As a matter of fact, this is not a security problem. It could be a privacy problem, but I wouldn’t be too fast in suggesting that. You’ll most likely notice when someone is uploading your library to some server ( I just tried. ). What’s stunning here is that people are running around, claiming to be security experts or some other blubberdiblu, while the actual mechanics to retrieve the pictures is a public API built into iOS that should be known by every so-called App Developer: the ALAssetsLibrary and friends. This API is exactly useful to do one thing: retrieve images from the internal library. Nothing new, it has been around since iOS4.
By the way, every Android App has full reading permissions to all files on the SD-Card, which is where usually photos are stored. ( According to Lars Vogel’s Android tutorial on writing and reading files ).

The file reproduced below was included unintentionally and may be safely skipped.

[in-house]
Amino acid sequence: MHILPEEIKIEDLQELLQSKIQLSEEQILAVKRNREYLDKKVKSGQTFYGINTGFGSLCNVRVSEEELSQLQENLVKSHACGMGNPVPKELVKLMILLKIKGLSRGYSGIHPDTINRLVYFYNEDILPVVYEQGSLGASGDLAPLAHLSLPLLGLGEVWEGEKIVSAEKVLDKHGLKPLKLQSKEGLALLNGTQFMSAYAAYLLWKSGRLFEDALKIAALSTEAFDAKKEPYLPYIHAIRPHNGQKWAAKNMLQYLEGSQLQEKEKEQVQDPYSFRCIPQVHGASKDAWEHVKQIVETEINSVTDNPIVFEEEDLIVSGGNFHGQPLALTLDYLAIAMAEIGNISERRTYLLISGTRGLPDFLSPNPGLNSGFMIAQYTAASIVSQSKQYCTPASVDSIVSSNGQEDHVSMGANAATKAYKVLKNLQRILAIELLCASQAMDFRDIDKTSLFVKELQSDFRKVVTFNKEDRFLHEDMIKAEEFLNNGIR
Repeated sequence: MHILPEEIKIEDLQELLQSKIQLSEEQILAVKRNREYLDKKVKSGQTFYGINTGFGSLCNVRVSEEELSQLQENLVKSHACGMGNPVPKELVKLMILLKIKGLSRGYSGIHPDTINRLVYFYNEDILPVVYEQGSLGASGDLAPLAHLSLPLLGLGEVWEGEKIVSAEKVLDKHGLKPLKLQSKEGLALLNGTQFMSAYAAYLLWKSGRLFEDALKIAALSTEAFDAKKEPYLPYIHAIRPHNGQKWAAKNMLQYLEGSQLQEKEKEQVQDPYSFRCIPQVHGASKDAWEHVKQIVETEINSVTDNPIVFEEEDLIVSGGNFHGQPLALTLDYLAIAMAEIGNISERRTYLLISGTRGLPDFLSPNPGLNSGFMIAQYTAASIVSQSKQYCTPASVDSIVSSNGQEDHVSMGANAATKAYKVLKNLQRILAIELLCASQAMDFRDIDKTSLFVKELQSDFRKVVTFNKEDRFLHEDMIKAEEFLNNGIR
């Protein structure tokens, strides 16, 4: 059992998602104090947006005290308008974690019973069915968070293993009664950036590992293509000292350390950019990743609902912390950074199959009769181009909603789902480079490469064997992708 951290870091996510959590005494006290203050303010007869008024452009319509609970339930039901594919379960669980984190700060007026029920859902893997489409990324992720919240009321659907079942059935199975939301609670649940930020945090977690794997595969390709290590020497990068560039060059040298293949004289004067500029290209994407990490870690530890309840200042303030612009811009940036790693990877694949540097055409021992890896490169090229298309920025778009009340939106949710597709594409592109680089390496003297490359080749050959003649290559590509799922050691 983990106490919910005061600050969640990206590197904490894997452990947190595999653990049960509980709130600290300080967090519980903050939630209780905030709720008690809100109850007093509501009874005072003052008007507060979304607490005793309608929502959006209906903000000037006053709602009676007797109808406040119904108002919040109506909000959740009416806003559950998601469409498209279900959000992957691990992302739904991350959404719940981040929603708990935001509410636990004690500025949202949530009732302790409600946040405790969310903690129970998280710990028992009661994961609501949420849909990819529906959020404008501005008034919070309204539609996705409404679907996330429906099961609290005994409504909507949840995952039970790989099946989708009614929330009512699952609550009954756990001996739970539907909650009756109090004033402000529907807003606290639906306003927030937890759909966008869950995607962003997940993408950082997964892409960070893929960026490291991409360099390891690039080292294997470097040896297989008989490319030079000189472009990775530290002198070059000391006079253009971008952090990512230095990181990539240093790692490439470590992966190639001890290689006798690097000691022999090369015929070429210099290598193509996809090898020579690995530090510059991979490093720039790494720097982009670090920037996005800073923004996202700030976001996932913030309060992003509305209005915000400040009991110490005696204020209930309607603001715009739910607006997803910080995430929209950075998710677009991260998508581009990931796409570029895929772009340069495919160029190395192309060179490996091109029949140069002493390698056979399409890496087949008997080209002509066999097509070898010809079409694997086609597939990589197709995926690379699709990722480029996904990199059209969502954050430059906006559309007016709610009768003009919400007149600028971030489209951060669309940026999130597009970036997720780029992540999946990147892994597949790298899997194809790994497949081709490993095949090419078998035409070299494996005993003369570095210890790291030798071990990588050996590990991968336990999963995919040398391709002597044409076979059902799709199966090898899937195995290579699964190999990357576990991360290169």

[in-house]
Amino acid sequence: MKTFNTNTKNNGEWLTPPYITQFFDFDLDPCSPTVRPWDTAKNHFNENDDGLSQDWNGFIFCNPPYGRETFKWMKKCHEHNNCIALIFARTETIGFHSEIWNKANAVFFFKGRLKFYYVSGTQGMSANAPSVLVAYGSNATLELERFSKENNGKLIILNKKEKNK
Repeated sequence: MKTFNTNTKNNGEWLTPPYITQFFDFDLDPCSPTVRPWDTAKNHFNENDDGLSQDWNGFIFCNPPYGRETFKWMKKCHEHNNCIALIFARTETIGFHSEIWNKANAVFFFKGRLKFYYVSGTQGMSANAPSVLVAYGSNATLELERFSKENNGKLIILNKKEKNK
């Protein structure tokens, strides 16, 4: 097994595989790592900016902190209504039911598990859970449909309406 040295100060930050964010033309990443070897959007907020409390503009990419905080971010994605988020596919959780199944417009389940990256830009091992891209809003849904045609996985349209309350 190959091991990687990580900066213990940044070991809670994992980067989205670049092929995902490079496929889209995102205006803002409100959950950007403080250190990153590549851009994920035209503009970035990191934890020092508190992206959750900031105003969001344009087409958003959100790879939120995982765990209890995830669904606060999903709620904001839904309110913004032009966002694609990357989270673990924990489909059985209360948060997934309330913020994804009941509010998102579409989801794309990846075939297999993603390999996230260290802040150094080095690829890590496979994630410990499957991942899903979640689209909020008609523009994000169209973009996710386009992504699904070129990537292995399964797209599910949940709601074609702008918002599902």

Oh, and before I forget to mention that: Same is true for WP7, there is comparable API for accessing picture data. ( see http://stackoverflow.com/questions/4609051/access-photos-stored-on-wp7-device ) .
Until one understands the difference between pressing a button and seeing a light turn on as compared to the immense void of a blinking prompt that asks us to “imagine any possible mechanism” then our educational process is, ultimately, in vain.
from: All your metaphors about computers are wrong by Gianni Tedesco.
Fellow nerds, I am tired of fighting. I am tired of fighting for my framework, for my favorite mobile device, for my favorite framework, for my favorite twitter client.
There is no platform war, as well as there is no winner. It’s called diversity, and it’s a good thing. Stop using inappropriate terminology. War is when people suffer and die. Not when kernel architectures or UI-concepts compete.
Someone using something you don’t like? Don’t bother. Why bother? They almost always had good reason for their decision. If they need your advice, they are going to ask you anyway. If not, leave them alone.
Instead of wasting your time fighting for technologies that will be outdated in at least two years, create something that lasts a bit longer. Create something.